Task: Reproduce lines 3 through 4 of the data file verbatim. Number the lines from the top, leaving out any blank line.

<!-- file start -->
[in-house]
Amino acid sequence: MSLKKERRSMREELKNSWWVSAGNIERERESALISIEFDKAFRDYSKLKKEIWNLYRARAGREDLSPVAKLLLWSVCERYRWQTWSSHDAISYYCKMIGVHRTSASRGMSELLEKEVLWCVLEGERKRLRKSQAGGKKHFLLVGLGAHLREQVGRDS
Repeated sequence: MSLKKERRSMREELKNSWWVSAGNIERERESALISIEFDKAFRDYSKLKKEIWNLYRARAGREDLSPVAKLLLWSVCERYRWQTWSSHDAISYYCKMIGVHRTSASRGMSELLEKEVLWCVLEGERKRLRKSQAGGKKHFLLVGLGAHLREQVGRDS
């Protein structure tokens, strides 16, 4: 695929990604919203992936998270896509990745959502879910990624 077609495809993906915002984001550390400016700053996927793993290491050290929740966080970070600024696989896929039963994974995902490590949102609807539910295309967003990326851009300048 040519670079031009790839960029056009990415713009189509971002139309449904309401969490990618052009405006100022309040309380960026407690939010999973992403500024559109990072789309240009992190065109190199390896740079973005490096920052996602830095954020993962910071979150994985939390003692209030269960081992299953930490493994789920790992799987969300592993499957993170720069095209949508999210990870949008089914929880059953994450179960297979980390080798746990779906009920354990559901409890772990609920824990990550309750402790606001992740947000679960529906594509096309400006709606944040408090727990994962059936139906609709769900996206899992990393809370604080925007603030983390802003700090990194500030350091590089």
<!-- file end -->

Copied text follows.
Repeated sequence: MSLKKERRSMREELKNSWWVSAGNIERERESALISIEFDKAFRDYSKLKKEIWNLYRARAGREDLSPVAKLLLWSVCERYRWQTWSSHDAISYYCKMIGVHRTSASRGMSELLEKEVLWCVLEGERKRLRKSQAGGKKHFLLVGLGAHLREQVGRDS
């Protein structure tokens, strides 16, 4: 695929990604919203992936998270896509990745959502879910990624 077609495809993906915002984001550390400016700053996927793993290491050290929740966080970070600024696989896929039963994974995902490590949102609807539910295309967003990326851009300048 040519670079031009790839960029056009990415713009189509971002139309449904309401969490990618052009405006100022309040309380960026407690939010999973992403500024559109990072789309240009992190065109190199390896740079973005490096920052996602830095954020993962910071979150994985939390003692209030269960081992299953930490493994789920790992799987969300592993499957993170720069095209949508999210990870949008089914929880059953994450179960297979980390080798746990779906009920354990559901409890772990609920824990990550309750402790606001992740947000679960529906594509096309400006709606944040408090727990994962059936139906609709769900996206899992990393809370604080925007603030983390802003700090990194500030350091590089």